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Publication numberUS2038576 A
Publication typeGrant
Publication dateApr 28, 1936
Filing dateJul 20, 1934
Priority dateMar 14, 1934
Publication numberUS 2038576 A, US 2038576A, US-A-2038576, US2038576 A, US2038576A
InventorsThomas Krein Frederick
Original AssigneeVortex Cup Company
Export CitationBiBTeX, EndNote, RefMan
External Links: USPTO, USPTO Assignment, Espacenet
Frozen confection wrapper
US 2038576 A
Abstract  available in
Previous page
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Claims  available in
Description  (OCR text may contain errors)

Patented Apr. 28, 1936 UNITED STATES FROZEN CONFECTION WRAPPER Frederick Thomas Krein, Park Ridge, 11]., as-

signor to Vortex Cup Company, Chicago, 111., a corporation of Delaware Original application March 14, 1934, Serial No. 715,425. Divided and this application July 20, 1934, .Serial No. 736,200

1 Claim. 01. 2229-15) This invention relates to improvements in a wrapper highly desirable for use in connection with frozen confections, such as ice cream, frozen sherbet, and the like, the wrapper being easily removable for the purpose of dispensing the confection to an ultimate purchaser or consumer, although the invention may have other uses and purposes as will be apparent to one skilled in the art.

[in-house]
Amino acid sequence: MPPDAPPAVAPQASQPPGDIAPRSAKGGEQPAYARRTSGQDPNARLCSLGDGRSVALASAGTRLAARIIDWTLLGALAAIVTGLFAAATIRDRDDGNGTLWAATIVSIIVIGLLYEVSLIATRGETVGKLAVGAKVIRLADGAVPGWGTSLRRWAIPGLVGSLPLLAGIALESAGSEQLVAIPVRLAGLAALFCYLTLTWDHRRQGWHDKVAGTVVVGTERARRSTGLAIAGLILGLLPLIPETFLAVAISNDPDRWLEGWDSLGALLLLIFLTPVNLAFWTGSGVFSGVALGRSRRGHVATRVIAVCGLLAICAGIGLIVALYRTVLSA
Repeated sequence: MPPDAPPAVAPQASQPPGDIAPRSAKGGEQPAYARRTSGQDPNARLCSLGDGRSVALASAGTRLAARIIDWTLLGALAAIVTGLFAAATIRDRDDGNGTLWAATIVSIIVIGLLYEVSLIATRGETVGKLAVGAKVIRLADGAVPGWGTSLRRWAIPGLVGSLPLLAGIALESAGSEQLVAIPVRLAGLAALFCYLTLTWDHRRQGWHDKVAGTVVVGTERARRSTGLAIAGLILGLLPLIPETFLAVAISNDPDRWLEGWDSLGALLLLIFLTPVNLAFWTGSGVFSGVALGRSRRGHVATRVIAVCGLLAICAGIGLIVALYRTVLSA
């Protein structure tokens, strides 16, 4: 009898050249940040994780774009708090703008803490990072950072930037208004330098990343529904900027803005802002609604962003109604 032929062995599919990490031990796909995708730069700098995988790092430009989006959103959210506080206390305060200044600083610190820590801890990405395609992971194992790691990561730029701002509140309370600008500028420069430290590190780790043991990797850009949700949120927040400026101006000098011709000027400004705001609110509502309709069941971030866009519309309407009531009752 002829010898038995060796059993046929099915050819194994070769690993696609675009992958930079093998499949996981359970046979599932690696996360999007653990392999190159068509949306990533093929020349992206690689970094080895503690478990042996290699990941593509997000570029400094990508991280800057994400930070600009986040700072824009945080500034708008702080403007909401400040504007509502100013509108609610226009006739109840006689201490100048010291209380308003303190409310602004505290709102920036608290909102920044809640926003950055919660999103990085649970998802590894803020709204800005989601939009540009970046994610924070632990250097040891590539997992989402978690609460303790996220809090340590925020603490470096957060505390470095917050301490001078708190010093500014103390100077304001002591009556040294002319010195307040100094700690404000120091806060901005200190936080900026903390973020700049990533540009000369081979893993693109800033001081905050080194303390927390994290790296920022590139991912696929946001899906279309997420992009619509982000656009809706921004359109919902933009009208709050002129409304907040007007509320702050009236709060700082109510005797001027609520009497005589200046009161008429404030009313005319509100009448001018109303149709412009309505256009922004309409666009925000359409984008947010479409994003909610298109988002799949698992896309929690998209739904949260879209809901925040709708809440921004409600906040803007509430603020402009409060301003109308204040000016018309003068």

The present invention comprises divisional subject matter from my copending application for patent entitled Frozen confection and wrapper therefor, Serial No. 715,425, filed March 14, 1934.

The modern trend in the dispensing of frozen confections, such as ice cream, sherbets and the like, is leading toward the individual wrapping of individual portions of confections in a suitable wrapper or container, preferablymade of paper or equivalent material, and the removal of the container or wrapper at the time the confection is dispensedto the consumer or purchaser. Each purchaser is thereby assured of receiving a correct amount of confection proportional to the amount of his purchase in a wholly sanitary manner, and the retail dealer is afiorded a saving in confection over the old method of dispensing such substance by scooping the confection from a bulk container. It is of course desirable that the wrappers on the individual portions of confections may be removed in an exceedingly simple manner and with great facility, without any danger of the fingers of the server inadvertently contacting the confection proper. It is further desirable to provide wrappers for the confection consistent with various shapes of confections, so that immediately upon dispensing, the confection has the proper shape for the particular purpose for which it is to be used, such as in ice cream cones, sodas, sundaes, salads, or items of like character.